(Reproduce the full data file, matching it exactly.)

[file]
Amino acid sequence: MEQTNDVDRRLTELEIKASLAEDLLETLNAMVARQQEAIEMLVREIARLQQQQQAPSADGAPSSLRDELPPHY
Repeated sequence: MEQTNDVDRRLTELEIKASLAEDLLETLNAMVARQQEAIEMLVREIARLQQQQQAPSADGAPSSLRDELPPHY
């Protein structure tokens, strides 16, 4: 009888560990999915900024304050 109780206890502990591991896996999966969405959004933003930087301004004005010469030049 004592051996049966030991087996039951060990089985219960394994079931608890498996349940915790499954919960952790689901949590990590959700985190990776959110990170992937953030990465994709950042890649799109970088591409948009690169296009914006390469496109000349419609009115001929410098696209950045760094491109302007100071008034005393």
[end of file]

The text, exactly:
Amino acid sequence: MEQTNDVDRRLTELEIKASLAEDLLETLNAMVARQQEAIEMLVREIARLQQQQQAPSADGAPSSLRDELPPHY
Repeated sequence: MEQTNDVDRRLTELEIKASLAEDLLETLNAMVARQQEAIEMLVREIARLQQQQQAPSADGAPSSLRDELPPHY
């Protein structure tokens, strides 16, 4: 009888560990999915900024304050 109780206890502990591991896996999966969405959004933003930087301004004005010469030049 004592051996049966030991087996039951060990089985219960394994079931608890498996349940915790499954919960952790689901949590990590959700985190990776959110990170992937953030990465994709950042890649799109970088591409948009690169296009914006390469496109000349419609009115001929410098696209950045760094491109302007100071008034005393």